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AVB hails 'immense' Defoe

By Kieran Guilbert



After a shaky start to the season for Tottenham under new manager Andre Villas-Boas - in which they picked up only one point from a possible nine- the north London outfit have turned things around, winning their last three Premier League games thanks to the form of Jermain Defoe.

The diminutive 29-year-old striker has scored four league goals in six starts and firmly established himself as the lone striker in AVB’s side.  Despite his lack of height and slender frame, especially in comparison to Emannuel Adebayor who previous boss Harry Redknapp relied on so heavily last season, Defoe has reveled in his new role and drawn praise from the manager.

“He has been immense for the team," Villas-Boas said.

"He's getting continuous opportunities that maybe he didn't have in the past so I think he is enjoying it a bit more. He is looking extremely happy.

"We have to be very grateful for what he has been doing for the team. For a striker goals are decisive and he has four in the Premier League. He's not far off being top scorer and he has been creating so much.”

Defoe’s talent has never been in doubt, and he impressed from an early age, scoring 41 goals in 105 league and cup appearances for West Ham (and 18 in 29 on a season loan at Bournemouth) before securing a £6million move to Spurs in January 2004. Then manager David Pleat said: “I can't think of a British striker at his age who has achieved as much in such a short space of time. His goal record for a 21-year-old is quite exceptional.”

In his first full season with the club (2004-2005), Defoe achieved a scoring rate of a goal every two games (22 goals in 44 games in all competitions) and was voted player of the year by Spurs season ticket holders. However, the England striker failed to build on this start as he faced competition from Robbie Keane and Mido the following season and only scored nine goals in 38 appearances (23 starts and 15 substitute appearances).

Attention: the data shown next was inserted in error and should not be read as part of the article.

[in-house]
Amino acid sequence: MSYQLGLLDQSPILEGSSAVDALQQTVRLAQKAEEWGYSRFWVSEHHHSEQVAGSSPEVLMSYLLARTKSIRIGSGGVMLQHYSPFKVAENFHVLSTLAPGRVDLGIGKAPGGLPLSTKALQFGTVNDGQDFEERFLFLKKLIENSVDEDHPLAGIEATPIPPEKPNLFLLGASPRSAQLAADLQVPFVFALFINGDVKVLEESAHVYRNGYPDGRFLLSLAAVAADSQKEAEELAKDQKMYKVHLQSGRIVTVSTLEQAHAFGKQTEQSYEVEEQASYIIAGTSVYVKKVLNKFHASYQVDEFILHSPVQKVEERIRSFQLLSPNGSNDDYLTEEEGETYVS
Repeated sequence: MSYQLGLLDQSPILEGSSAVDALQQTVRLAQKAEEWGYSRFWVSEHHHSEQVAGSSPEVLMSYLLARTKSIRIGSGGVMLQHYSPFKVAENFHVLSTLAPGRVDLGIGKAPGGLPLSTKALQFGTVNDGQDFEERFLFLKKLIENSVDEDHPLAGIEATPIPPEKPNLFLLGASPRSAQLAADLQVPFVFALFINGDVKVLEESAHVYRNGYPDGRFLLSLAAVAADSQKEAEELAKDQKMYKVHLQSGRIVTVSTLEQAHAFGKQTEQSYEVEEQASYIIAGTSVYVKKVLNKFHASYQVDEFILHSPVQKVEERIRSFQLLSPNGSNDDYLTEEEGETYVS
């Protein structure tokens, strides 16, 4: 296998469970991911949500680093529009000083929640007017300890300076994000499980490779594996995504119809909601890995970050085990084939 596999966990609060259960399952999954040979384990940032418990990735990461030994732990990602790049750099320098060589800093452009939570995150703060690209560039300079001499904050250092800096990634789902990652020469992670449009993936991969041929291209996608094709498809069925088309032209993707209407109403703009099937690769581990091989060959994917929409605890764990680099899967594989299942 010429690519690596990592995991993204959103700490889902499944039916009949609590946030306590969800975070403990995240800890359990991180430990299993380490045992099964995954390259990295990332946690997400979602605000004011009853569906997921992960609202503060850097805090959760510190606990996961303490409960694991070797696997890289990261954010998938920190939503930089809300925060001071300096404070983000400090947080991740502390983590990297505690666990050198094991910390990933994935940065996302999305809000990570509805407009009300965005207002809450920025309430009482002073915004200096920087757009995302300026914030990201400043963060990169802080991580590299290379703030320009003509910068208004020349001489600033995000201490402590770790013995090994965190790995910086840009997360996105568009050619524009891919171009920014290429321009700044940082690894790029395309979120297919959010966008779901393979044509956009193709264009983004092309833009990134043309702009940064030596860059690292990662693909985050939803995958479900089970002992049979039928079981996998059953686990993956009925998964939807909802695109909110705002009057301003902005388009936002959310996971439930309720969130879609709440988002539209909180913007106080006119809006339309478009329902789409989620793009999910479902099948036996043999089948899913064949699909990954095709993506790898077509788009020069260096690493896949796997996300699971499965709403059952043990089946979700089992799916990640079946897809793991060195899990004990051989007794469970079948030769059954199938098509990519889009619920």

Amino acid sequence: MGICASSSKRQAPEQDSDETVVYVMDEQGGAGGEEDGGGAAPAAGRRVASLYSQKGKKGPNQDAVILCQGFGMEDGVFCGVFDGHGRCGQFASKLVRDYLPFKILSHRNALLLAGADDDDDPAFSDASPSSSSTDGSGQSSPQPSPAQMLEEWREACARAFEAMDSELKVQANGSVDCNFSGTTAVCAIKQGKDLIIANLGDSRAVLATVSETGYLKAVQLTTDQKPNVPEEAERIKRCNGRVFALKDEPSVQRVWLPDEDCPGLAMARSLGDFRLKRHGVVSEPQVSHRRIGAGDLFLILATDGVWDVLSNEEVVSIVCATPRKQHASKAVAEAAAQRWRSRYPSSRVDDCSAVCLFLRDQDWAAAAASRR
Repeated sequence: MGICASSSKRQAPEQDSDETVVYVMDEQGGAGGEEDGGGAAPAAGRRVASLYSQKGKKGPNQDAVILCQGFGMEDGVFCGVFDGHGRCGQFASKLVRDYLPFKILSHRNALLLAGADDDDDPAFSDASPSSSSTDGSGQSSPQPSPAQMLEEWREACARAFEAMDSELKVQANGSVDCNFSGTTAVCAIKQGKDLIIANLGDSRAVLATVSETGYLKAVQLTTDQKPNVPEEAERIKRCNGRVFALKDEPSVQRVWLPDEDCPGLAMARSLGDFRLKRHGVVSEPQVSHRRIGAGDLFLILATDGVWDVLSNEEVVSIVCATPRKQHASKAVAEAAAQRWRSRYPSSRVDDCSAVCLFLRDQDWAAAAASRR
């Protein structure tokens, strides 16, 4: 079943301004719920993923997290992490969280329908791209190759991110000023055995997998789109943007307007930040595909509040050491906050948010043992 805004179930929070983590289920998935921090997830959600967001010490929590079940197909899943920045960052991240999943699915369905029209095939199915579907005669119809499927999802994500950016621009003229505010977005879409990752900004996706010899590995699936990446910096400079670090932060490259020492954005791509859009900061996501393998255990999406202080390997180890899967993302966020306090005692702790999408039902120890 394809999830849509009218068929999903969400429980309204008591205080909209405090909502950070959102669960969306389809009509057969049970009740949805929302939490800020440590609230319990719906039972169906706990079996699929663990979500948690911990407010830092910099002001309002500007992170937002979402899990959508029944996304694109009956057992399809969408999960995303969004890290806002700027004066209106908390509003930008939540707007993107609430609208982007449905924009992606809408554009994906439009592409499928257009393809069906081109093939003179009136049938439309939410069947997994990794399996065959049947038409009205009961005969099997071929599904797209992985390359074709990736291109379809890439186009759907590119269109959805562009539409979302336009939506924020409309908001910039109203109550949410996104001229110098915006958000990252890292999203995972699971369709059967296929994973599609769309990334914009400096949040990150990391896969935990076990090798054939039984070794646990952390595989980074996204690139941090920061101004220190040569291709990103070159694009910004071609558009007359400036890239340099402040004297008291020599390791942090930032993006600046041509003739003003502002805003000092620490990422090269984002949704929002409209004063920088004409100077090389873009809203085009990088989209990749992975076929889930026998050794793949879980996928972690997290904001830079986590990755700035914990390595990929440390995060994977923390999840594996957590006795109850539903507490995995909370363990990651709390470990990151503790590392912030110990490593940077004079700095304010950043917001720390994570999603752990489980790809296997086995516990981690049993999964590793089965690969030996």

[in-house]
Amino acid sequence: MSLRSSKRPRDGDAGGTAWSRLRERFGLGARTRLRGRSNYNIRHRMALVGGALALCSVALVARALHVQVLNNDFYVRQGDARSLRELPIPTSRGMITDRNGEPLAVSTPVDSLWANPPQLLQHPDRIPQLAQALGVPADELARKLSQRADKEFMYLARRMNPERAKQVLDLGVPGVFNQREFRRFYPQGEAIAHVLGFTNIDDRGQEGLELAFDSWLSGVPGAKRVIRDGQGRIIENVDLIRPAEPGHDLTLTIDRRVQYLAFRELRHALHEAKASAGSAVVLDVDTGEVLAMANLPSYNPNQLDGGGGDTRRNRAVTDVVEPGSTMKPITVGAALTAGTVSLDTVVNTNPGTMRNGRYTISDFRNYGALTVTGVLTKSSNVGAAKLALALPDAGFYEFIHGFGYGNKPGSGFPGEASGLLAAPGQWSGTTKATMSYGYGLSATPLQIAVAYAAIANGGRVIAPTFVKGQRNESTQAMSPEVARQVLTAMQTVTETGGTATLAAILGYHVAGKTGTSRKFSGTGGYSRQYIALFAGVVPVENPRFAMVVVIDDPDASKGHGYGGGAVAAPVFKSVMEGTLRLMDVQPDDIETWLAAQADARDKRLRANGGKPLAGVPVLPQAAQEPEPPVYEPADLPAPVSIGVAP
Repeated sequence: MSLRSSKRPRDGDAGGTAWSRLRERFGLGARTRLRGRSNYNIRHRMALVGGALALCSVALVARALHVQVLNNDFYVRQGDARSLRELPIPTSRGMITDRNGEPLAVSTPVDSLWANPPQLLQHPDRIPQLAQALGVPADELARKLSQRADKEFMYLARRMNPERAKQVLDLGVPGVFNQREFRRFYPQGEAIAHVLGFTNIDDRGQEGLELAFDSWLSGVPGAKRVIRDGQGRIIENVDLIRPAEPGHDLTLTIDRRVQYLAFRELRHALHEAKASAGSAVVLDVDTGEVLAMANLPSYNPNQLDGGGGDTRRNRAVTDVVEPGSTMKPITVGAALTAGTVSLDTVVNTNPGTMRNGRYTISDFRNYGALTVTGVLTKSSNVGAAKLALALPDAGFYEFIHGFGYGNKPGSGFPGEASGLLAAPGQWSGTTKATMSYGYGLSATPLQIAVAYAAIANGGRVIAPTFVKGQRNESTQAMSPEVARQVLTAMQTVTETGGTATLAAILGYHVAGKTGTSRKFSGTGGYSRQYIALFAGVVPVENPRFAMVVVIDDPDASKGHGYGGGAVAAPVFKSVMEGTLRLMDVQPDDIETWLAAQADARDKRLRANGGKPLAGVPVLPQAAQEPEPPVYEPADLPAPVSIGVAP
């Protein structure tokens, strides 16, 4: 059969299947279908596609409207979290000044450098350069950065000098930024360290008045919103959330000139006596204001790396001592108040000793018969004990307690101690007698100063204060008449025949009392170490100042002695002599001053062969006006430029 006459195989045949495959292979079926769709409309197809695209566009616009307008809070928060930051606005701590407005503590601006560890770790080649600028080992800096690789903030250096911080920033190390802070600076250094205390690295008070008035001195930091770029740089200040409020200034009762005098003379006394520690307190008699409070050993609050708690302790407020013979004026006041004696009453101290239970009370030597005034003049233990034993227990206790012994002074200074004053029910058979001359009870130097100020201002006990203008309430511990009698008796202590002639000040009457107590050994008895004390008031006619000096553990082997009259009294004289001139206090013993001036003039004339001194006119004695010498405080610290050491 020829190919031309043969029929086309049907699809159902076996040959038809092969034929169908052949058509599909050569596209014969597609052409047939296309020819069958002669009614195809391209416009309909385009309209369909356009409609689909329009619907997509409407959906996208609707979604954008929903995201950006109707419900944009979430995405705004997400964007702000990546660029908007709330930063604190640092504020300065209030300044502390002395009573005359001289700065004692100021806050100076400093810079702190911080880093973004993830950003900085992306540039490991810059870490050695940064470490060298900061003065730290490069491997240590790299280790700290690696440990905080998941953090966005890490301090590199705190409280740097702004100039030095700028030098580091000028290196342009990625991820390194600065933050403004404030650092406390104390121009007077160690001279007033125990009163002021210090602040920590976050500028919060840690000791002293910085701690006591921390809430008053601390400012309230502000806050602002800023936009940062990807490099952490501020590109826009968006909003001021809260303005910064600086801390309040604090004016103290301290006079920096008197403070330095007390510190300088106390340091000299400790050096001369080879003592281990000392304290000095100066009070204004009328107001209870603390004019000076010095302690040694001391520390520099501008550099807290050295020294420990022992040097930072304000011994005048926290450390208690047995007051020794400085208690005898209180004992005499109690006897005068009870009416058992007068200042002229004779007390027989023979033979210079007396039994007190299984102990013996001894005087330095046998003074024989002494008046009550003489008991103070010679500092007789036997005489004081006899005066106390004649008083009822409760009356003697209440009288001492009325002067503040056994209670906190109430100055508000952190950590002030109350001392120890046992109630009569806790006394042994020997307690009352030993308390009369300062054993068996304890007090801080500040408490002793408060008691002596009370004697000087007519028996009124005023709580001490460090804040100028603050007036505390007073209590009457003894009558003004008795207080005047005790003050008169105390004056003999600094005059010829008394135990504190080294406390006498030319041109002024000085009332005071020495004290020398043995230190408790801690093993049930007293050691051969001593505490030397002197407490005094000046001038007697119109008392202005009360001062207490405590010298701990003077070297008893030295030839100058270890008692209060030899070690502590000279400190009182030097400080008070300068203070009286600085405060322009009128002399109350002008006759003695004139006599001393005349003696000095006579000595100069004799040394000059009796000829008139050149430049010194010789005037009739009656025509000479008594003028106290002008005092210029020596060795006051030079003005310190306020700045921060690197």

In the 2006-2007 season, Defoe did not fare much better, just reaching double figures with 10 league goals in 34 appearances. The arrival of Darren Bent for £16.5million in the summer of 2007 put increased pressure on Defoe to perform with less playing time, and this proved too much – leading to a £6million move to Portsmouth in January 2008, reunited with former boss Harry Redknapp who had given him his debut at West Ham.

Defoe spent just one year at Portsmouth where he thrived as the first choice striker, scoring 14 goals in 30 appearances before Spurs came knocking in January 2009, with Harry Redknapp (who took over the Lilywhites in October 2008) desperate to sign his former player- which he did in a reported £15.75million deal.

Back with Spurs, Defoe displayed his ever-growing maturity and consistency in front of goal; hailed by Redknapp as the best finisher in England as he scored 24 goals in 43 appearances in all competitions, including three hat tricks.

Just as he was proving himself as one of the Premier League’s most clinical and consistent strikers, Defoe once more struggled for form in a squad rotation system. Competing against Peter Crouch and Roman Pavlyuchenko, he endured a nightmare start to the 2010-2011 season, not scoring a league goal until March. Disappointingly for Defoe and Spurs, he did not fare much better for the remainder of the season, as he ended up with just four league goals in 22 league games and just nine goals in 30 appearances in all competitions.

Defoe’s struggles continued into the next season with the arrival of Emmanuel Adebayor, and he spent a lot of time on the bench. Yet again in his stop-start career, Jermain Defoe found himself out of the spotlight. Hard working, talented, but unable to catch a break and establish himself as one of the first names on the team sheet.

Internationally, Defoe has not had much more luck, despite an impressive scoring rate of 17 goals in 51 appearances. Given his debut in 2004 by Sven Goran Eriksson, Defoe featured regularly in World Cup qualifying games and impressed for England. Nonetheless, he was not picked for the 2006 World Cup, with Theo Walcott being preferred to him. He finally appeared in his first major tournament in the 2010 World Cup and scored an important goal against Slovenia to put his country through to the last 16. But as so often with Defoe, he failed to force himself into the starting eleven in the following two years and played just 13 minutes as a substitute at Euro 2012. Remarkably, Jermain Defoe has 32 appearances as a substitute, a record number for an England player.

The start of this season has been extremely promising for Defoe, who has thrived as the main man under AVB.  Aided by the pace and width of Aaron Lennon and Gareth Bale on the wings, supported by the power of Moussa Dembélé and Sandro in the middle of the park, Defoe has been exceptional up front- starting

every game for Spurs in the absence of Emmanuel Adebayor through injury. It remains to be seen whether a fully fit Adebayor will displace Defoe from Spurs’s starting eleven, but if the latter can maintain his current form, it is unlikely.

We are witnessing a poacher in his prime. A 29-year-old finally getting the game time and recognition his talent deserves. For the sake of the national team, one can only hope that Jermain Defoe grabs his opportunity with both hands and leaves behind his bridesmaid tag.